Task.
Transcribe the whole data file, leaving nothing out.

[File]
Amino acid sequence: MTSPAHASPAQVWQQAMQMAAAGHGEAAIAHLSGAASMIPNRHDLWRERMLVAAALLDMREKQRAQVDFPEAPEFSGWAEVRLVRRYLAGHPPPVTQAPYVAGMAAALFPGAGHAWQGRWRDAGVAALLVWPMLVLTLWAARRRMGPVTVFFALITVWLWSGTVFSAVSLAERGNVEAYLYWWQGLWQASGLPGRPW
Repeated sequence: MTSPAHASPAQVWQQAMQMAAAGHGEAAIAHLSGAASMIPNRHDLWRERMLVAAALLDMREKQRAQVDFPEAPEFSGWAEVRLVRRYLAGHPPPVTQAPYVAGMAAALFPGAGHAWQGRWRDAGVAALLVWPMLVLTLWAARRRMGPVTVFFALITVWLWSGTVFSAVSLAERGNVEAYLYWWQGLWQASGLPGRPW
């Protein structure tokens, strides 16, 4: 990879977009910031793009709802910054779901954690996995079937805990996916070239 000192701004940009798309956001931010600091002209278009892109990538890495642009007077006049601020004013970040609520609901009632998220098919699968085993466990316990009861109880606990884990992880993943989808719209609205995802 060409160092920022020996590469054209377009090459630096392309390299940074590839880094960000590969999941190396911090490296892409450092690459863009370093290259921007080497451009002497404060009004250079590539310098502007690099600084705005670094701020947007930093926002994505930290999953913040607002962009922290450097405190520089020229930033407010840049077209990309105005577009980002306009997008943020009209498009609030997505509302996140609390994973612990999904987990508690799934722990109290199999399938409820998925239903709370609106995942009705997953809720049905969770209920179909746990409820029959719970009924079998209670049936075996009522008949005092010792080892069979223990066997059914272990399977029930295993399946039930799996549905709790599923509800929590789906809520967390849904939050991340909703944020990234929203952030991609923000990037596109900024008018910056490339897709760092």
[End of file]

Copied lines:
Amino acid sequence: MTSPAHASPAQVWQQAMQMAAAGHGEAAIAHLSGAASMIPNRHDLWRERMLVAAALLDMREKQRAQVDFPEAPEFSGWAEVRLVRRYLAGHPPPVTQAPYVAGMAAALFPGAGHAWQGRWRDAGVAALLVWPMLVLTLWAARRRMGPVTVFFALITVWLWSGTVFSAVSLAERGNVEAYLYWWQGLWQASGLPGRPW
Repeated sequence: MTSPAHASPAQVWQQAMQMAAAGHGEAAIAHLSGAASMIPNRHDLWRERMLVAAALLDMREKQRAQVDFPEAPEFSGWAEVRLVRRYLAGHPPPVTQAPYVAGMAAALFPGAGHAWQGRWRDAGVAALLVWPMLVLTLWAARRRMGPVTVFFALITVWLWSGTVFSAVSLAERGNVEAYLYWWQGLWQASGLPGRPW
């Protein structure tokens, strides 16, 4: 990879977009910031793009709802910054779901954690996995079937805990996916070239 000192701004940009798309956001931010600091002209278009892109990538890495642009007077006049601020004013970040609520609901009632998220098919699968085993466990316990009861109880606990884990992880993943989808719209609205995802 060409160092920022020996590469054209377009090459630096392309390299940074590839880094960000590969999941190396911090490296892409450092690459863009370093290259921007080497451009002497404060009004250079590539310098502007690099600084705005670094701020947007930093926002994505930290999953913040607002962009922290450097405190520089020229930033407010840049077209990309105005577009980002306009997008943020009209498009609030997505509302996140609390994973612990999904987990508690799934722990109290199999399938409820998925239903709370609106995942009705997953809720049905969770209920179909746990409820029959719970009924079998209670049936075996009522008949005092010792080892069979223990066997059914272990399977029930295993399946039930799996549905709790599923509800929590789906809520967390849904939050991340909703944020990234929203952030991609923000990037596109900024008018910056490339897709760092």